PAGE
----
A very close call
Pushing the envelope ends in
a life-threatening motorcycle accident


It is the closest I have ever come to death. Let’s hope it stays that way, for a while at least.
The human brain is a marvelous instrument of survival in many ways. One in which its adaptability benefited me was to erase all memory of my head-on motorcycle collision completely. I have pieced together the events from what was told to me after I regained consciousness, some five days later.
I had been commuting daily on the Shadow from Silver Lake to Woodland hills for a bit over a year. Now, I know, I was pushing the envelope.
With the huge volume of traffic outbound, I routinely ‘white lined.’ It took maximum focus, deep and total attention, to survive. The trip home was equally dangerous, for a different reason: fatigue. My job was stressful, peaking right around midnight with deadline requiring my maximum output at the end of the work day. Though the ride home was relatively free of traffic, I was routinely tired. On Friday nights, the car drivers were routinely drunk.
Combine all of these and the odds were enormous; allowing this to become my daily routine stupidly stacked them against me. This impaired judgment led me to stop at one of my favorite West Hollywood hangouts Spike for a drink on the way home one Friday night, a day before my 38th birthday. The route home from there took me directly across a Hollywood jam-packed with inebriated drivers and, maybe worse, tourists who didn’t know how to drive in America and didn’t know how to find their destination even if they could.

At the intersection of Fountain Avenue and Kenmore, my memory ends. From what I was told later (apparently there was a witness), a Russian-speaking woman driver heading west crossed the centerline and hit me squarely with the front of her car. If both of us were within the limit, our impact speed was about 60 mph. Helmetless, apparently I flew over the top of the car, landing on a curbside on the other side. She hit me on my left leg, which was almost destroyed. I still hate the helmet law; it would not have helped much in my situation.
It was about five days later when I regained consciousness in a fifth-floor shared room in Providence St. Joseph’s Medical Center in Burbank.
Cameron, who had become a close friend, was the first I remember telling me how for a few days they had worried I never would regain consciousness. I had a serious concussion – the scar still visible though greatly diminished on my bald paté – among my other injuries, but I considered it a mercy I had been out of it so long. Every bone in my left leg was broken. My shoulders were bruised and my neck swollen. The itemized hospital bill, for $110,000, ran over one hundred pages. I had lots of time to go through it to learn about my injuries.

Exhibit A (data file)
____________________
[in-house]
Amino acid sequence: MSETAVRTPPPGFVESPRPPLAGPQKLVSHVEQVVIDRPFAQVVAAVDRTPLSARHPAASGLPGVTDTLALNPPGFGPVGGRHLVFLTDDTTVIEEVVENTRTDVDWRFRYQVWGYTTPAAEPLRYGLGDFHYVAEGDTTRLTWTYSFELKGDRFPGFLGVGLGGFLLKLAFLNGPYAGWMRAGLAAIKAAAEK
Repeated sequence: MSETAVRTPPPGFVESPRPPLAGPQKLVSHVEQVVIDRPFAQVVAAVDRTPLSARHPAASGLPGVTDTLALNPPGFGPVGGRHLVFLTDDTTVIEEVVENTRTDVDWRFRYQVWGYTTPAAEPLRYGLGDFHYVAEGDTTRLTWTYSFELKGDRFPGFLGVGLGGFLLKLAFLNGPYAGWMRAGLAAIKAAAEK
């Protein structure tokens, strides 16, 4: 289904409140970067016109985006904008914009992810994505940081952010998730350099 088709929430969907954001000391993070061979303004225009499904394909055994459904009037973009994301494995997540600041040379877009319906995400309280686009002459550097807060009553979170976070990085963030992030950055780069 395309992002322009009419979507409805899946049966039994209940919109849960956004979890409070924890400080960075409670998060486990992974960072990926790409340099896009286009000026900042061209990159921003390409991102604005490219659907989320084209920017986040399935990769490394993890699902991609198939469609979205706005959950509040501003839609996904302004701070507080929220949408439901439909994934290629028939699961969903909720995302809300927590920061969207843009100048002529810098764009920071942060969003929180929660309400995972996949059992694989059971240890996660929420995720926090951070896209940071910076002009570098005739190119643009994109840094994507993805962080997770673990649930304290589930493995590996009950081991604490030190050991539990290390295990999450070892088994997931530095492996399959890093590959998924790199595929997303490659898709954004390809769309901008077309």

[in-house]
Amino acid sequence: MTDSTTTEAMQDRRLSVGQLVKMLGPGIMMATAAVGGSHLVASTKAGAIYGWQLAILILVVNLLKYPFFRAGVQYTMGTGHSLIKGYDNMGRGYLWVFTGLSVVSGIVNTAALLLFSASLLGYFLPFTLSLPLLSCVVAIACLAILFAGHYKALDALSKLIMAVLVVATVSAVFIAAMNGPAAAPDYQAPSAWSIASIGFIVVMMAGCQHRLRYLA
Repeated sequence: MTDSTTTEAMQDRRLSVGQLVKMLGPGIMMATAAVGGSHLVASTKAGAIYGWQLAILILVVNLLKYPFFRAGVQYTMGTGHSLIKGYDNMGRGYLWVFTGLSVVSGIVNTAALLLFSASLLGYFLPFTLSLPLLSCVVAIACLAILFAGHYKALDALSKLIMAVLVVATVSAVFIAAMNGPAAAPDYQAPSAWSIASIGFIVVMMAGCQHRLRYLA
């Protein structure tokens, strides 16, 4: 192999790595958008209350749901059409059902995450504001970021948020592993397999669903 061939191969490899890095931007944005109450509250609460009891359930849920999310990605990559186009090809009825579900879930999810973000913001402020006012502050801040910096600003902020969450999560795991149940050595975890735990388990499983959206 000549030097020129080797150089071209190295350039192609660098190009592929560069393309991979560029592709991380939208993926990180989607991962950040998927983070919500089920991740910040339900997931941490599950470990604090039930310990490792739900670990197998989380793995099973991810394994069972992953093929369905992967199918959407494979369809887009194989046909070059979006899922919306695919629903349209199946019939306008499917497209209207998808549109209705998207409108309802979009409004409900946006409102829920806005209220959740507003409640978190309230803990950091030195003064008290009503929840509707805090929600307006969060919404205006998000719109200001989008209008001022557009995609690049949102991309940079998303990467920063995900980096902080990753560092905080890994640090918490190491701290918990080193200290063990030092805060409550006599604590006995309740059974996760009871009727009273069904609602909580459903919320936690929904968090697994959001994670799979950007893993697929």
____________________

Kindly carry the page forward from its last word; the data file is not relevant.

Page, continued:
The next five weeks were varying degrees of hell. For 15 days I was immobilized, with a catheter, in traction to stretch my plaster-covered leg. First they had me on a Demerol drip, but according to my hospital roomy the hallucinations at one point had me trying to free myself from the traction apparatus so I could “get to the newsroom … we are on deadline!” Huh. Luckily a lesbian friend from the office had been one of my earliest visitors (I still have the framed tapestry get-well gift she made for me), so they knew why I absolutely could not make deadline!
Then I was connected to a self-administered morphine pump. Oh, it was sweet; I was blissfully unaware that once I reached the maximum dosage, further squeezing the pump was pointless. The placebo effect worked wonders.
Fifteen days seemed like forever. Then the surgeries began, far too many of them, in and out of consciousness, for me to count. I had what at the time was cutting edge treatment. Titanium bars, each about a foot long and a half-inch wide, were inserted in my thigh and lower leg. Twenty-three screws attached them to my tibia and fibula (lower leg) and femur (upper). I never cared to find out which had 12 and which had 11. To this day, I routinely bring airport security lines to a grinding halt when the alarms peal out as I pass through a checkpoint, every single one of them, always.
As the agonizing weeks drifted by, I craved nothing more than a cigarette. Was it a death wish? Through the drug-induced haze, I remember my future roommate Patrick Flaherty among others coming to my ward, lifting me into a wheelchair, taking the elevator down five floors and wheeling me out to the patio where I devoured three or four cancer sticks without taking a breath. The nursing staff gave me a barrel of shit for wasting their time.

About halfway through my recovery, I was out of traction when things took a turn for the worse. Since the accident, there had been a dark patch, thought to be a bruise, about the size of a pack of cigarettes in the skin covering my left calf muscle.
It grew ominously darker, and began to smell rank. It was diagnosed as gangrene and had to be removed hastily or I was threatened with losing the leg entirely. However, the orthopedic surgeon knew that it likely would require removing at least a portion of the muscle – he did not know how deep the infection had spread. If I lost the muscle entirely, I would most certainly have a limp at best, and also would have a hole of unknown size (then) in my leg.
My treatment team came up with a creative solution that I was told was almost unique and cutting edge at the time. While I was on the operating table, they indeed removed, along with the gangrene, a slice of muscle about as deep as a pack of cigarettes.
I awoke in my room staring at the bone peeking through the hole. In a couple more surgeries, they then gently carved out and flipped over one of the muscles from lower down the left leg to fill the cavity. A skin graft was then taken from my hip, and covered the entire site. It was surgical artistry, although never pretty. But, it worked.
The only limitation is that, due to the new position of the muscle, the smallest two toes of my left foot never fully uncurl, but walking on their tips all these years has never caused a limp or any pain. I cannot run more than about 50 feet before the remnants of the calf muscle become exhausted and I must stop, but I am eternally grateful I can even walk unaided. It was not so, at first.

Mal practice?
John H. drove me, weak and semi-cripple, home from the hospital in my own brown Honda Civic; after he had notified my family of my condition, for which I was grateful, he felt entitled to ‘borrow’ my car the entire five weeks I was confined. I was more than a bit perturbed; the interior was full of junk, and he’d made a total mess of it. Even incapacitated, I started driving almost immediately just to regain possession of my car.